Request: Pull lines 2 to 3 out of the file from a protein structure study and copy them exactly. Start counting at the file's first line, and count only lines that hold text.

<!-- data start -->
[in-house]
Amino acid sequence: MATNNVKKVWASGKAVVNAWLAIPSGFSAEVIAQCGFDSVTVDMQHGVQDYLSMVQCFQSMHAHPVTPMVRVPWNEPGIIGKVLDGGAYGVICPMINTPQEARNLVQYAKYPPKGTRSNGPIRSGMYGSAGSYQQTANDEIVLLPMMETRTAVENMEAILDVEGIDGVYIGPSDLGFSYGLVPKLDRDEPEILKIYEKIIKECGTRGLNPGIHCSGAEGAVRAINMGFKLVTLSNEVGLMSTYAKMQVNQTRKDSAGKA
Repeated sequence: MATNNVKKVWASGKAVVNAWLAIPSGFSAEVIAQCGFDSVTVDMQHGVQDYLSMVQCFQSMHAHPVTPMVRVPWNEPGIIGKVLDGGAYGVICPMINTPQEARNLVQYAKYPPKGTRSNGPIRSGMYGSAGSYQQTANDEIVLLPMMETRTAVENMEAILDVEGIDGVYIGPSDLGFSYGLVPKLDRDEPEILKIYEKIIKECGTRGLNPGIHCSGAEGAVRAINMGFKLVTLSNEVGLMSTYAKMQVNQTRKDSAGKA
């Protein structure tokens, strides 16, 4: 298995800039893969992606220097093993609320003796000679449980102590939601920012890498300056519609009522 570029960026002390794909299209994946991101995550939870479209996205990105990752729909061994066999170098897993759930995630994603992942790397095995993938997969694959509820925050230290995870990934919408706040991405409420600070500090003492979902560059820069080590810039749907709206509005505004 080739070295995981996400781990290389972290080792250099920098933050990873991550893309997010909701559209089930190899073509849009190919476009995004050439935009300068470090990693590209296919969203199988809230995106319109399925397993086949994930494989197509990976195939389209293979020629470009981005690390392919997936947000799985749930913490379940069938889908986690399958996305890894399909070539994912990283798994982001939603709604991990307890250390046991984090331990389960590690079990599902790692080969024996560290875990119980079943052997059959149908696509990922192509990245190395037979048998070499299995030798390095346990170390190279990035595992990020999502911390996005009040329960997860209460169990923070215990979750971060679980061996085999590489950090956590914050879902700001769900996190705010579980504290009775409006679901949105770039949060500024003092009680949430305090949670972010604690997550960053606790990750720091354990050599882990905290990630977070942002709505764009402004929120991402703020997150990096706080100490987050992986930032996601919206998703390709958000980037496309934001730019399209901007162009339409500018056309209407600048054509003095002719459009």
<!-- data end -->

Amino acid sequence: MATNNVKKVWASGKAVVNAWLAIPSGFSAEVIAQCGFDSVTVDMQHGVQDYLSMVQCFQSMHAHPVTPMVRVPWNEPGIIGKVLDGGAYGVICPMINTPQEARNLVQYAKYPPKGTRSNGPIRSGMYGSAGSYQQTANDEIVLLPMMETRTAVENMEAILDVEGIDGVYIGPSDLGFSYGLVPKLDRDEPEILKIYEKIIKECGTRGLNPGIHCSGAEGAVRAINMGFKLVTLSNEVGLMSTYAKMQVNQTRKDSAGKA
Repeated sequence: MATNNVKKVWASGKAVVNAWLAIPSGFSAEVIAQCGFDSVTVDMQHGVQDYLSMVQCFQSMHAHPVTPMVRVPWNEPGIIGKVLDGGAYGVICPMINTPQEARNLVQYAKYPPKGTRSNGPIRSGMYGSAGSYQQTANDEIVLLPMMETRTAVENMEAILDVEGIDGVYIGPSDLGFSYGLVPKLDRDEPEILKIYEKIIKECGTRGLNPGIHCSGAEGAVRAINMGFKLVTLSNEVGLMSTYAKMQVNQTRKDSAGKA